Friday, 23 June 2017

More Balance In New Hampshire Housing Market

Written by Posted On Thursday, 30 March 2006 00:00

Home buyers in New Hampshire, the nation's most livable state, are getting a boost from growing inventories of homes for sale and home price appreciation a fraction of what it was in recent years.

Conditions this year allow buyers more time to shop around, more leverage to bargain over prices and a greater hope the spring thaw will further pry loose the icy grip sellers' have held on the market for most of the decade.

New Hampshire, a Morgan Quitno Press three-peat as the nation's "Most Livable State," has enjoyed home price appreciation averaging 13.5 percent during the past five years, higher than the national average of about 11.5 percent, according to Office of Federal Housing Enterprise Oversight (OFHEO).

That state-vs.-nation position flip-flopped in the fourth quarter of 2005, when the Granite State's year-to-year average home price appreciation dipped to 9.77 percent, lower than the national average of 12.95 percent, according to OFHEO. Among all the New England states, only Massachusetts had a lower fourth quarter rate of year-to-year home price appreciation -- 8.21 percent according to the federal agency.

Blame higher interest rates, escalating home prices and a media feeding frenzy for scaring off buyers, leaving the market flush with homes for sale and depressing the rate of home price appreciation.

"During a three-month period last fall there were articles about the bubble (bursting) and all that got people nervous and they wanted to wait and see what happened. There were a bunch of different contributing factors," said Patty Harpin, co-owner of Gove Group Real Estate, LLC in Stratham, NH.

More recently, the Northern New England Real Estate Network (NNEREN), which tracks the market, said the average home price rose only 4.8 percent from an average $245,395 during the first 10 weeks in 2005 to $257,140 during the same period this year.

Meanwhile, home sales tumbled 10 percent, the Network said. The figures include all housing, new, existing, single-family, condos and manufactured homes.

"With the amount of inventory, buyers have no choice but to take more time. It used to be they had six houses to look at in their price range and now you may have twice as much. It really does give buyers more options," said Harpin.

While no one is raising the buyers' market banner of victory just yet, sellers' no longer maintain sole control.

"What has become evident is that there really are some significant values among the mostly overpriced listings that clutter our multiple listing service, and those homes sell pretty fast. Where the sellers are motivated and the properties are priced right, are clean and ready to go, the homes are selling. Where there is still a level of greed (unrealistic financial expectations left over from the last few years' banner markets), or a lack of motivation to prepare the home for sale, or to negotiate, the homes just sit," said Dane Hahn, broker/owner of Exit 11 Real Estate in Stratham, NH.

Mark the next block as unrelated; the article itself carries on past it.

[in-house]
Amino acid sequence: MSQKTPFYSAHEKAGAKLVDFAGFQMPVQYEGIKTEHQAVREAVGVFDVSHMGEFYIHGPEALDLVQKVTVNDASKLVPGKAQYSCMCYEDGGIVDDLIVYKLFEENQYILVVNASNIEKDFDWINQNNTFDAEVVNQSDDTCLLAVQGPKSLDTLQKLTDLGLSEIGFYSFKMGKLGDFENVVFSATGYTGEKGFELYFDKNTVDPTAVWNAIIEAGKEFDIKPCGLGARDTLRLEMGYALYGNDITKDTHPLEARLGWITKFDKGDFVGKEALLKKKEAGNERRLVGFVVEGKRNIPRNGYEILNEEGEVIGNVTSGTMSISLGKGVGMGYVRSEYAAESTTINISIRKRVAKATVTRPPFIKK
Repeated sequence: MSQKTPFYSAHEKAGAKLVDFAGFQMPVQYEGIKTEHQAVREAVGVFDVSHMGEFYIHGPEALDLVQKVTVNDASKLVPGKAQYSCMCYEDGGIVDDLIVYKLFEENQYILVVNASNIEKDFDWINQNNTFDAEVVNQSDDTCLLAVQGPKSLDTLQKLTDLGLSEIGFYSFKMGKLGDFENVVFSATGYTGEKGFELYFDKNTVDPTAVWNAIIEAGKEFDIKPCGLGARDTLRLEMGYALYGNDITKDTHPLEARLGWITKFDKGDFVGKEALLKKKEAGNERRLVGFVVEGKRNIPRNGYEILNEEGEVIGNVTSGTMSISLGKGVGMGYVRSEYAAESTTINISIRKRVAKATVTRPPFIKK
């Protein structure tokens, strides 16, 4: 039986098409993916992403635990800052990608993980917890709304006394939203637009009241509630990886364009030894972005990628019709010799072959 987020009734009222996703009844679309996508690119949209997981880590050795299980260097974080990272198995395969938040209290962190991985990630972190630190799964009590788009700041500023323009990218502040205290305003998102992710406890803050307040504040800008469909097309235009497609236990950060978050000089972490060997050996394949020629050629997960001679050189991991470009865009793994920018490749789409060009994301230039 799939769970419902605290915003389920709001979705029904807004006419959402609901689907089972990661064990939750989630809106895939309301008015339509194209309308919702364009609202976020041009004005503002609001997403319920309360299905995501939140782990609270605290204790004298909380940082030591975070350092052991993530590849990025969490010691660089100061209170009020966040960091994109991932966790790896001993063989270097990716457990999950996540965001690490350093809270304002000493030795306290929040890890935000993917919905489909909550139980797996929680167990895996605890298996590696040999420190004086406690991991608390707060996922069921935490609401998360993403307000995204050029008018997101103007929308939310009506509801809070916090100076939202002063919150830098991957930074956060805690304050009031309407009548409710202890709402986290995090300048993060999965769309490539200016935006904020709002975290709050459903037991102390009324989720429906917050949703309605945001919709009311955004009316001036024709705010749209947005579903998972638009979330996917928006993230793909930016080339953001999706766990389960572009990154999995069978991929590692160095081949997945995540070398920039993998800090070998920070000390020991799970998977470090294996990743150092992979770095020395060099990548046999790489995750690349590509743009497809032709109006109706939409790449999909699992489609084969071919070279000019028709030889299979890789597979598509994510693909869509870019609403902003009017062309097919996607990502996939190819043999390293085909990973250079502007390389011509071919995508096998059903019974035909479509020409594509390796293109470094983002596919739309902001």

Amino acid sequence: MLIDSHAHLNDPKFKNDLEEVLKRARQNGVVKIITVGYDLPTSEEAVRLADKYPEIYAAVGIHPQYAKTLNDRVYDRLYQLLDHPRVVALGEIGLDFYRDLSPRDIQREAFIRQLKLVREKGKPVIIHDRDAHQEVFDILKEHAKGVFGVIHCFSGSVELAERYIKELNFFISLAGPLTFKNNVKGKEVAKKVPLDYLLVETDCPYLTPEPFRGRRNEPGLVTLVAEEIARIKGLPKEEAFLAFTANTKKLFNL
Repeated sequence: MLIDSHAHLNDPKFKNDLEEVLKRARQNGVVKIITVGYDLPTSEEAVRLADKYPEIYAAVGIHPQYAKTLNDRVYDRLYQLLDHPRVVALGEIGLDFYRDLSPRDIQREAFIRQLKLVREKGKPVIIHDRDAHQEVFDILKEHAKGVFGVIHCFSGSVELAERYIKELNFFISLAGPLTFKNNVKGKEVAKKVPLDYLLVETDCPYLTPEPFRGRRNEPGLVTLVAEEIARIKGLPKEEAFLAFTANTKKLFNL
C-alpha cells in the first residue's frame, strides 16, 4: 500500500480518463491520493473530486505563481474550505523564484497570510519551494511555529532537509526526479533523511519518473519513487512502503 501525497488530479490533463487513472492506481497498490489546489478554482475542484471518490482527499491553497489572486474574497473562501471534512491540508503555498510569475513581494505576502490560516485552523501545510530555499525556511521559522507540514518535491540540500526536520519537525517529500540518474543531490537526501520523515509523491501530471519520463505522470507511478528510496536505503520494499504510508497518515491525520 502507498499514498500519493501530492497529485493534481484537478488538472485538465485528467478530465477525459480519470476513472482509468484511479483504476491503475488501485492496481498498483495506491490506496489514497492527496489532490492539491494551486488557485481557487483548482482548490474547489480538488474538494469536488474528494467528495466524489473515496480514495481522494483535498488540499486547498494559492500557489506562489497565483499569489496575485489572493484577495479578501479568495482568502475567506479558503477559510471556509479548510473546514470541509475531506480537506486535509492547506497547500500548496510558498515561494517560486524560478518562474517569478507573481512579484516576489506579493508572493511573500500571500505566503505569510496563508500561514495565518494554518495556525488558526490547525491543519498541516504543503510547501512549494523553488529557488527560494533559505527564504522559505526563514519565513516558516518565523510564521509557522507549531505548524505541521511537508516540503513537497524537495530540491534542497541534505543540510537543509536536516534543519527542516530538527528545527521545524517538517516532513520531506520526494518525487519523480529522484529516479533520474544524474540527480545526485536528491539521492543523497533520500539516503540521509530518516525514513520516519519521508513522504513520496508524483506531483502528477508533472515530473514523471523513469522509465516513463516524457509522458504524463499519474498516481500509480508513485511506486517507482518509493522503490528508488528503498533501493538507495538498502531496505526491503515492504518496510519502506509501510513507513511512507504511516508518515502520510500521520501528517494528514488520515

Buyers who took an investor's or more speculative approach to New Hampshire home buying in the past year or two are also beginning to sweat smaller returns.

"The slowing of price appreciation means that sellers need to start relying on the equity they have paid into their home more than on appreciation when it comes time to sell. They need to think carefully before taking out a home equity loan. If home values don't increase enough to cover closing costs and the mortgage is too close to market value, sellers could end up bringing money to the closing table instead of from it," Linda Allen with ERA-The Masiello Group, reported to RealtyTimes.com's Market Conditions report.

"Both buyers and sellers can benefit from this normalized market. Most sellers are also buyers and there is something to be said for being able to get your current home under contract and then not have to rush out and buy the first place you find before the prices go up again. Buyers can take more time viewing properties, they have a better selection, and they can make a more reasoned decision," Allen added.

Experts say a spring shake out is in the works, but waiting may or may not be the name of the game, depending upon varied individual circumstances among buyers and sellers.

"For investors who are grabbing an opportunity to sell (because the market may go lower, or their adjustable rate mortgage may go higher) their motivation to sell at almost any price could be quite strong (waiting won't help.). For newly-weds who want to buy their first house, there are values if they are patient (waiting will help.). For move-up buyers, who need another bedroom, or a better school system, there are some great values, but they will probably not get all the money on the resale of their existing house (waiting probably won't help). For old-time Yankees who heard their farm might be worth a couple of million dollars -- that was last year (waiting didn't help.)," said Hahn.

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Broderick Perkins

A journalist for more than 35-years, Broderick Perkins parlayed an old-school, daily newspaper career into a digital news service - Silicon Valley, CA-based DeadlineNews.Com. DeadlineNews.Com offers editorial consulting services and editorial content covering real estate, personal finance and consumer news. You can find DeadlineNews.Com on LinkedIn, Facebook, Twitter  and Google+

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